So they’re all around us. Worse still, research suggests they’re more than typically present among bosses (though more often in larger organizations, as the dynamics of the startup community make it more difficult for their mode of operation to survive).
What are the six danger signs of a sociopath? According to science, the top six are as follows:
1) Fails to acknowledge responsibility and deflects blame onto others.
2) No real feelings or empathy.
3) Manipulate and bully for their own purposes. Due to their lack of emotion, sociopaths tend to need extra stimulation, and the feeling of power that bullying gives them tends to provide them with an adrenaline rush.
4) They have no remorse. After sabotaging and firing a person or putting another organization out of business they feel nothing, or in extreme situations may celebrate the “victory” and go out for drinks.
5) They enjoy making people feel bad about themselves.
6) They purposely sabotage co-workers and employees.
There are other signs as well. Here’s a list of signs from Wikipedia and another very comprehensive list of warning signs here. Science is currently debating whether sociopaths and psychopaths are in actuality the same thing. Furthermore, many bosses exhibit traits of narcissism—which is problematic in its own right—who are not full blown sociopaths.
Regardless, there is a high likelihood you’ve encountered at least some of these signs in the workplace and have perhaps had the unfortunate experience of working with an outright scheming or dangerously manipulative co-worker or boss. When it happens, what can you do?
In her article The Sociopath In The Office Next Door contributor Davia Teminsuggested the following strategies:
Trust your instincts. Martha Stout’s research shows that statistically, the odds you are dealing with a sociopath are higher than you may think. When a boss starts to publicly castigate you (or others) for mistakes you didn’t actually make, take note. When joking becomes sarcastic, one or two individuals are perpetually targeted, or a boss maliciously plays team members against each other, there may be a deeper issue at play. Take notes, and proceed with caution.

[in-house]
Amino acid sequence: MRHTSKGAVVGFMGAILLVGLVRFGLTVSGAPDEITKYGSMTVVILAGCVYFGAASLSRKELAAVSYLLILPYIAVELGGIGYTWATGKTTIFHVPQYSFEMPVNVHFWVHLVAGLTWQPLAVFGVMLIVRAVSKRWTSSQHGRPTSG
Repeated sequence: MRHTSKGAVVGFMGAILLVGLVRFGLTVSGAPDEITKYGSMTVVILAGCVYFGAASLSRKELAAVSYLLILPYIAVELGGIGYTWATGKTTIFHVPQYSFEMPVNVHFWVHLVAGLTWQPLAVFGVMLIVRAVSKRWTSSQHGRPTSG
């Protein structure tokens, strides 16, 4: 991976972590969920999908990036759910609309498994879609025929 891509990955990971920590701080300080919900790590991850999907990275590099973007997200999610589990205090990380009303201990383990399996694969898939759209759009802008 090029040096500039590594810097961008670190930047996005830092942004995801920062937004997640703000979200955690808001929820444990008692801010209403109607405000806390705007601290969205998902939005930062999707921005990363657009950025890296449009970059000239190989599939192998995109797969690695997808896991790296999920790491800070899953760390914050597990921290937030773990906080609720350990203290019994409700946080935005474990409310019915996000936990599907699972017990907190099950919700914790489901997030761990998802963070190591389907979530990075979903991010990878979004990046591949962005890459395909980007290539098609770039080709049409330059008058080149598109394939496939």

Keep Records. A true sociopath generally operates one on one, and thrives on situations they can turn into a “he said/she said” scenario after the fact. To the extent you can document instructions and commitments in email (or even through recordings, if you are careful) you will be further ahead.
Call the person out and defend yourself (carefully). If you can do so calmly and without losing your temper, stop the meeting, stop the discussion, set a one on one appointment with the individual in question, and do whatever else is necessary to hold your ground and avoid becoming a pawn. This will send the message that you’re not a victim to be played or walked over. Proceed with care—the effort to defend yourself could backfire if it makes you an even bigger target, or allows a mean-spirited boss to view you (or paint you) as disrespectful or uncooperative—but ultimately, you will be better off for having carefully defended the boundary that you are not willing to be treated unfairly or “played”.
Never, ever trust that person again. Sociopaths are a breed of leopards that will not (and cannot) change their spots. They may be smooth and persuasive; they may promise you anything—but once a person like this has been unveiled, avoid at all costs any scenario that forces you to work with them again.
Leave. If the organization is unable or unwilling to deal with the situation, your only hope is to leave. This is a scenario that occurs with surprising frequency—it is hard for an organization to fathom that a single individual could be at the core of so much harm, or the company may fear the repercussions of firing a person whose propensity for sabotage is known to be strong. In any case, if you are unable to move or transfer and the company is unwilling to deal with the individual directly, your most productive choice will likely be to move on.
Provide help and support for others. If you’ve survived a situation like this, you are in a uniquely beneficial position to help and support others. This, too, will be a favorable outcome of the hard won experience you’ve gained.
So if you’ve met or experienced a full-on sociopath in the workplace (and statistically the odds are high there’ve been several) treat the situation with care. Move yourself as speedily as possible to the point you can remember what you learned—and perhaps even laugh about the memory—as you put it as quickly as possible into the far distant past.